Review by bodo_parkour

Reviewed: 07/03/07

Defying the laws of physics and gravity alike...

As a traceur myself, this game is a little strange for me. I can pick up the controller and do everything that I can do elsewhere on my television. It's a great idea to extend the reach of parkour, or freerunning, to the masses who aren't able to participate themselves. But the game doesn't just teach or show parkour, or even freerunning for that matter. It leaves behind most of the rules and jumps straight up to the jaw dropping stuff we see in the professional media.

Once you start playing, you'll realise that the game doesn't exactly fit into the 'complete freedom' perspective that's mentioned on the box. In fact, the game feels full of invisible walls in that, while you are free to do what you wish, you have to do it in a tight space, which is incredibly claustrophobic. Underneath all the horrible level designs, however is a gripping game with many strong points and a few weaker ones.

The first few levels take place in a gym, where you are taught basic moves by freerunning great: Sebastien Foucan. The participation of famous names really gives the game a lifelike feel and the inclusion of real life parkour and freerunning clips is an extra bonus. Sebastien doesn't teach you all of the moves though, and there isn't a list of them in the instruction manual either. It's up to you to experiment with combinations until you stumble upon something cool, like an extra spin on an already learnt trick. This is exactly like the real life philosophy behind the points and the game really makes you feel like you're a great explorer.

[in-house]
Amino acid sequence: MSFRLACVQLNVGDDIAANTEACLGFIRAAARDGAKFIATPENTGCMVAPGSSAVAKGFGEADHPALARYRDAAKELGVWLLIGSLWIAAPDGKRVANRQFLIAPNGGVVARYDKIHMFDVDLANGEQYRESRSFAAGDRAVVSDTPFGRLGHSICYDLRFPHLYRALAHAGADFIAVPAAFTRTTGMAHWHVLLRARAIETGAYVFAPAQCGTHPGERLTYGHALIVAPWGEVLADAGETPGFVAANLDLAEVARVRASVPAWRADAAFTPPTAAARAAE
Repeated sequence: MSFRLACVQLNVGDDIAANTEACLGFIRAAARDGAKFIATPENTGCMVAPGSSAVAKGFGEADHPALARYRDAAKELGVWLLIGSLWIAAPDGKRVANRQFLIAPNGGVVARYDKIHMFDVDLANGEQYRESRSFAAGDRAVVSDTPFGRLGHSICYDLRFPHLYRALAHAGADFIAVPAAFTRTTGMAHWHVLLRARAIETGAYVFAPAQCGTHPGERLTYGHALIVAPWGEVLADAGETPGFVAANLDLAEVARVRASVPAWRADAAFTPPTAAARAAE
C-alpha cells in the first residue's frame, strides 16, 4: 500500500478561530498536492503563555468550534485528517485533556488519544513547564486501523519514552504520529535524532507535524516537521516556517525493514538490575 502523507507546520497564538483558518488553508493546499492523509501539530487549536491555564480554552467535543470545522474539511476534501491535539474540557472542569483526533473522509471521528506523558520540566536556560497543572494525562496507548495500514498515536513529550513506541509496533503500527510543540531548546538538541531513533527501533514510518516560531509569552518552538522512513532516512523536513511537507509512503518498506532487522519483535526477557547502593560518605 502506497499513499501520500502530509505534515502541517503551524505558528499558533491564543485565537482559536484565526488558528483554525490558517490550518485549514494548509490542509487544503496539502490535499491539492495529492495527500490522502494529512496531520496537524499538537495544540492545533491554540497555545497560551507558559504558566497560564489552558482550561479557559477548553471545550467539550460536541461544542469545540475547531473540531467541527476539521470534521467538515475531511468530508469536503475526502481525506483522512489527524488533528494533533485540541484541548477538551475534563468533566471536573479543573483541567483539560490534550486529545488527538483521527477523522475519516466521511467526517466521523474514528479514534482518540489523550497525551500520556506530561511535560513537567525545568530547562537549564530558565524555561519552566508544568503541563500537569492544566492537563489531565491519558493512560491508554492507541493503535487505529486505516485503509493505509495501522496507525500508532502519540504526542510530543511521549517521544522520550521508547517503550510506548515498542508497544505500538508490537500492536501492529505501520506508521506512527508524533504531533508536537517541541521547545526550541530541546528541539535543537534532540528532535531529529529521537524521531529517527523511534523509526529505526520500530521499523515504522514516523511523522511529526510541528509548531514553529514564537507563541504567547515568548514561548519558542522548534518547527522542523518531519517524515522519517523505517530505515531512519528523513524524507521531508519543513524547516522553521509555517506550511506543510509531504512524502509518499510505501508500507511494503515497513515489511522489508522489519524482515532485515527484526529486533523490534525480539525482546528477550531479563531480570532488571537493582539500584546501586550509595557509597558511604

Despite the amazing sense of realism, the game lacks in the quality of the control system. The analogue stick feels clunky and detracts from the otherwise perfect experience, and the poor camera controls are difficult to adjust to. As you'd probably expect given the varied nature of the game, performing tricks isn't as simple as 1.2.3. You've got to work hard to remember all the button combinations and sometimes you'll need to repeat some of the training levels just for a reminder on how to complete some of the harder combinations.

After you've played the game for a while, you'll stop worrying about hitting the right buttons at the right time, and will start to see the real picture. In this game you can do almost anything. Fancy some death defying leaps? Yep, you can do them all right. Just remember to roll afterwards to break your fall though. Throughout the game you'll be given warnings about all the dangerous moves, and this is a terribly annoying. The developers don't want to be responsible for any accidents that occur that are blamed on the games influences and ideas.

In something so encompassing as freerunning, one could wonder what you'd actually do in the game, apart from run around. There are challenges to complete and miniature obstacle courses scattered throughout each location. One example is a challenge where you have to get from point A to point B without setting foot on the ground. Challenges like this vary from being simple to the immensely complex and there are challenges for everyone. None are impossible, and the enthusiasm you build up while playing will make you want to try and try again until you reach the goal of completion. There's plenty for the newcomer and the experienced traceur to do, and this increases the replay value of the game.

Apart from the obviously impossible manoeuvres (like wall runs that span entire rooms), the game ends up being an incredible unique title that you'd need to have no imagination to not enjoy this game.

Rating:   4.5 - Outstanding

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